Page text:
Into the 21st century, IS organisations will require new cultures and pay systems to manage a new breed of employeeSure, there are plenty of great ideas for attracting and retaining good IS people. Every week I get a call from an excited client who has discovered another approach. And each one makes me wince: they don't realise that many of these ideas are quick fixes at best - and at worst, they're time bombs with 12- to 24-month fuses.
For example, overemphasis on salary for retaining some people or for expanding an already bulging contractor population creates resentment and seriously affects morale. Too many companies are content with seat-of-the-pants solutions aimed at manipulating a moribund pay and reward system rather than overhauling the system to accommodate today's unique staffing demands. Moreover, companies are taking their focus off other things workers crave, such as non monetary rewards (for example, praise and recognition, training and education, flexible work schedules) and pleasant working conditions.
The fact is that as the Information Age forces the Industrial Age corporation to look in the mirror, an inescapable truth comes into focus. Attracting and keeping IS workers who can help solve complex problems and add value under unprecedented flux is impossible without fundamental changes in both compensation and IS culture. Maintaining the proper relationship between the two is critical. The IS executive's toughest task over the next 10 years will be to lead or otherwise enable such change. The cost of CIO failure: his or her job. Here are a few things to know in the new millennium and beyond.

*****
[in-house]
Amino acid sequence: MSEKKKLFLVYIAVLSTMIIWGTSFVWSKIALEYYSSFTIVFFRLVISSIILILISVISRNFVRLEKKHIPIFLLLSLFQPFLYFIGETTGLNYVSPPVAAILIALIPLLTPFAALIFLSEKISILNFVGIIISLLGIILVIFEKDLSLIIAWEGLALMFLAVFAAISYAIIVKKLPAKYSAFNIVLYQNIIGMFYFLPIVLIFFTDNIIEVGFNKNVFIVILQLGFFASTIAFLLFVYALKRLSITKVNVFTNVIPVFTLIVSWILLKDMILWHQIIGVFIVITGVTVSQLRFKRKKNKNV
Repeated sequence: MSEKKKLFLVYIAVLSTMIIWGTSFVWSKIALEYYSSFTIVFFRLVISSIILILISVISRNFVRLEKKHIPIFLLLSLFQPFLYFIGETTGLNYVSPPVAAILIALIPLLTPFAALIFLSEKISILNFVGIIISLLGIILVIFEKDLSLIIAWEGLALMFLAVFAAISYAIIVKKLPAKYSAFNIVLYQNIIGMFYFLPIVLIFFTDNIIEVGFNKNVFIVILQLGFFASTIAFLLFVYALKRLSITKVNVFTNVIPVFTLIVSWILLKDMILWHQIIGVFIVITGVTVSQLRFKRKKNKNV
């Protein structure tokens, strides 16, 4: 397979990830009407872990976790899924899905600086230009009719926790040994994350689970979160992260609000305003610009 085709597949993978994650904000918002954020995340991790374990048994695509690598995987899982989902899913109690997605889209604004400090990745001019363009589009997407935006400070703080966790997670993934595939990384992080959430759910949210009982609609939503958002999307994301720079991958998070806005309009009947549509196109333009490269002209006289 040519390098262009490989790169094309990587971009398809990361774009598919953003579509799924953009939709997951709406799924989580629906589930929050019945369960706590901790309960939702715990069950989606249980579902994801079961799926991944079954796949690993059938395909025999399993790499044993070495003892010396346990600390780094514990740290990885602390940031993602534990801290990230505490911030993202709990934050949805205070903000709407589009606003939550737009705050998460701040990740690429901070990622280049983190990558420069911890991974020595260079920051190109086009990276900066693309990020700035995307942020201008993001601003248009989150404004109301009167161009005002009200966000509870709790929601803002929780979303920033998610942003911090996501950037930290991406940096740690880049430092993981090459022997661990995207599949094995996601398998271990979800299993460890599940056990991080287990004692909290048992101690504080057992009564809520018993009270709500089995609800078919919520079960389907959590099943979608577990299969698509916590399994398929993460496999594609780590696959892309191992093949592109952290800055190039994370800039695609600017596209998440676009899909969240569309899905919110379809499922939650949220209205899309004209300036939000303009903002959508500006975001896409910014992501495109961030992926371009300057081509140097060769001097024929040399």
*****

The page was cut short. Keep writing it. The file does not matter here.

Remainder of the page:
Staffing: The Next 10 Years
Get ready for one wild ride. IS staffing will be influenced over the next several years by organisational models that feature more nimble entities, distributed management and highly participatory employee roles. There will be a far greater focus on relationship building, information sharing and communication between employees, partners and customers.
The corporate environment in 2008 will still be fuelled by hard-nosed analytical thinking but with greater consideration of intuitive factors in managing people and making decisions. Staffing strategies will increasingly demand workers strong in what psychologists call right-brain activity - that portion of the brain that controls the ability to nurture, collaborate and communicate among others (interestingly, qualities associated more often with women than men).